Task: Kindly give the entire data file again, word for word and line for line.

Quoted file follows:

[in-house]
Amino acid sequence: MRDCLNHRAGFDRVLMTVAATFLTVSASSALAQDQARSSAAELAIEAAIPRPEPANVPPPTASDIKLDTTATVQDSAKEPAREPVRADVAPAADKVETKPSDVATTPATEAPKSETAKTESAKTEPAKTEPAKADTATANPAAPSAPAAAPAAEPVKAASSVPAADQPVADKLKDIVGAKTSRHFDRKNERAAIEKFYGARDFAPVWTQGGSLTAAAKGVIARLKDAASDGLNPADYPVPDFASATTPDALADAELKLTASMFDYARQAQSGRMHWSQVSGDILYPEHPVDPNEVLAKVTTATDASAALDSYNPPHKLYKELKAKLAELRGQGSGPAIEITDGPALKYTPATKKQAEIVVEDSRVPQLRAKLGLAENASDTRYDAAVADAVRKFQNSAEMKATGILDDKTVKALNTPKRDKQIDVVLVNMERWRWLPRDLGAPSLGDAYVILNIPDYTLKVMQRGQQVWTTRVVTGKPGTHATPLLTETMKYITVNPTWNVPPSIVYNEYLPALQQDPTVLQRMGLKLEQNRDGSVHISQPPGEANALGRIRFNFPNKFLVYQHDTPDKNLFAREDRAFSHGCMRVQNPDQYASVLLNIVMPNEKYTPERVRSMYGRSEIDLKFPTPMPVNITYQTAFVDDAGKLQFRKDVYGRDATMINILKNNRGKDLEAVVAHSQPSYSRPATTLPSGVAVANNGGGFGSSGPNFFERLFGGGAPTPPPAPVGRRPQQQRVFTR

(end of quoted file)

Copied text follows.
[in-house]
Amino acid sequence: MRDCLNHRAGFDRVLMTVAATFLTVSASSALAQDQARSSAAELAIEAAIPRPEPANVPPPTASDIKLDTTATVQDSAKEPAREPVRADVAPAADKVETKPSDVATTPATEAPKSETAKTESAKTEPAKTEPAKADTATANPAAPSAPAAAPAAEPVKAASSVPAADQPVADKLKDIVGAKTSRHFDRKNERAAIEKFYGARDFAPVWTQGGSLTAAAKGVIARLKDAASDGLNPADYPVPDFASATTPDALADAELKLTASMFDYARQAQSGRMHWSQVSGDILYPEHPVDPNEVLAKVTTATDASAALDSYNPPHKLYKELKAKLAELRGQGSGPAIEITDGPALKYTPATKKQAEIVVEDSRVPQLRAKLGLAENASDTRYDAAVADAVRKFQNSAEMKATGILDDKTVKALNTPKRDKQIDVVLVNMERWRWLPRDLGAPSLGDAYVILNIPDYTLKVMQRGQQVWTTRVVTGKPGTHATPLLTETMKYITVNPTWNVPPSIVYNEYLPALQQDPTVLQRMGLKLEQNRDGSVHISQPPGEANALGRIRFNFPNKFLVYQHDTPDKNLFAREDRAFSHGCMRVQNPDQYASVLLNIVMPNEKYTPERVRSMYGRSEIDLKFPTPMPVNITYQTAFVDDAGKLQFRKDVYGRDATMINILKNNRGKDLEAVVAHSQPSYSRPATTLPSGVAVANNGGGFGSSGPNFFERLFGGGAPTPPPAPVGRRPQQQRVFTR